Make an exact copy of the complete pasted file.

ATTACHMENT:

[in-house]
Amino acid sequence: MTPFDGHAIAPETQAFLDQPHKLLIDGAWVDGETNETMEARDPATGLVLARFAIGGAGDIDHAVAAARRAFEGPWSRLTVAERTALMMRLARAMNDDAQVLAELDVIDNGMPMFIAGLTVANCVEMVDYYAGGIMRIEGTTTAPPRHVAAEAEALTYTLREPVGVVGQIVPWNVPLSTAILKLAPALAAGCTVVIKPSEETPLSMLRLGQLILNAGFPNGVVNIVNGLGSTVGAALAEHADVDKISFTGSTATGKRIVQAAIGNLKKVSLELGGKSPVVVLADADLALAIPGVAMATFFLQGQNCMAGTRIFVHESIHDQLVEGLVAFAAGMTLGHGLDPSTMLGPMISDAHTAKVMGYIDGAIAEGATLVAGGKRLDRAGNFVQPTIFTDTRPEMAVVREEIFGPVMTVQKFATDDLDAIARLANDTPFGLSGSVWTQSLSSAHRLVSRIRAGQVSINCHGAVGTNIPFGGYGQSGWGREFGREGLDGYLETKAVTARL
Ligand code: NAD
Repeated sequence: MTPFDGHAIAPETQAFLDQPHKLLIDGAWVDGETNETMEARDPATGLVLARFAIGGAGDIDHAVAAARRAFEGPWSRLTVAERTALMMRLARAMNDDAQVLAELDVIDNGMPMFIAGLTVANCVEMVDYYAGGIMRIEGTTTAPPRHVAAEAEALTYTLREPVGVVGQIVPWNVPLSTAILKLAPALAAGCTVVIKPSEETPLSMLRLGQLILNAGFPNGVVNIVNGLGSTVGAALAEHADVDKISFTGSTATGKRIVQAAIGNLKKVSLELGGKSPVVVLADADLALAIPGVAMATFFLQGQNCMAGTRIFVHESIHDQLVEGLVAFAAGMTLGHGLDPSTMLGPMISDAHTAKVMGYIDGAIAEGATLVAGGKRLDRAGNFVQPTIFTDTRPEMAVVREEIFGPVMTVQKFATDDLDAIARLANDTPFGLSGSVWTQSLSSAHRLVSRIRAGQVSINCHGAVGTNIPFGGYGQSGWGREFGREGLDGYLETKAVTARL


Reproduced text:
[in-house]
Amino acid sequence: MTPFDGHAIAPETQAFLDQPHKLLIDGAWVDGETNETMEARDPATGLVLARFAIGGAGDIDHAVAAARRAFEGPWSRLTVAERTALMMRLARAMNDDAQVLAELDVIDNGMPMFIAGLTVANCVEMVDYYAGGIMRIEGTTTAPPRHVAAEAEALTYTLREPVGVVGQIVPWNVPLSTAILKLAPALAAGCTVVIKPSEETPLSMLRLGQLILNAGFPNGVVNIVNGLGSTVGAALAEHADVDKISFTGSTATGKRIVQAAIGNLKKVSLELGGKSPVVVLADADLALAIPGVAMATFFLQGQNCMAGTRIFVHESIHDQLVEGLVAFAAGMTLGHGLDPSTMLGPMISDAHTAKVMGYIDGAIAEGATLVAGGKRLDRAGNFVQPTIFTDTRPEMAVVREEIFGPVMTVQKFATDDLDAIARLANDTPFGLSGSVWTQSLSSAHRLVSRIRAGQVSINCHGAVGTNIPFGGYGQSGWGREFGREGLDGYLETKAVTARL
Ligand code: NAD
Repeated sequence: MTPFDGHAIAPETQAFLDQPHKLLIDGAWVDGETNETMEARDPATGLVLARFAIGGAGDIDHAVAAARRAFEGPWSRLTVAERTALMMRLARAMNDDAQVLAELDVIDNGMPMFIAGLTVANCVEMVDYYAGGIMRIEGTTTAPPRHVAAEAEALTYTLREPVGVVGQIVPWNVPLSTAILKLAPALAAGCTVVIKPSEETPLSMLRLGQLILNAGFPNGVVNIVNGLGSTVGAALAEHADVDKISFTGSTATGKRIVQAAIGNLKKVSLELGGKSPVVVLADADLALAIPGVAMATFFLQGQNCMAGTRIFVHESIHDQLVEGLVAFAAGMTLGHGLDPSTMLGPMISDAHTAKVMGYIDGAIAEGATLVAGGKRLDRAGNFVQPTIFTDTRPEMAVVREEIFGPVMTVQKFATDDLDAIARLANDTPFGLSGSVWTQSLSSAHRLVSRIRAGQVSINCHGAVGTNIPFGGYGQSGWGREFGREGLDGYLETKAVTARL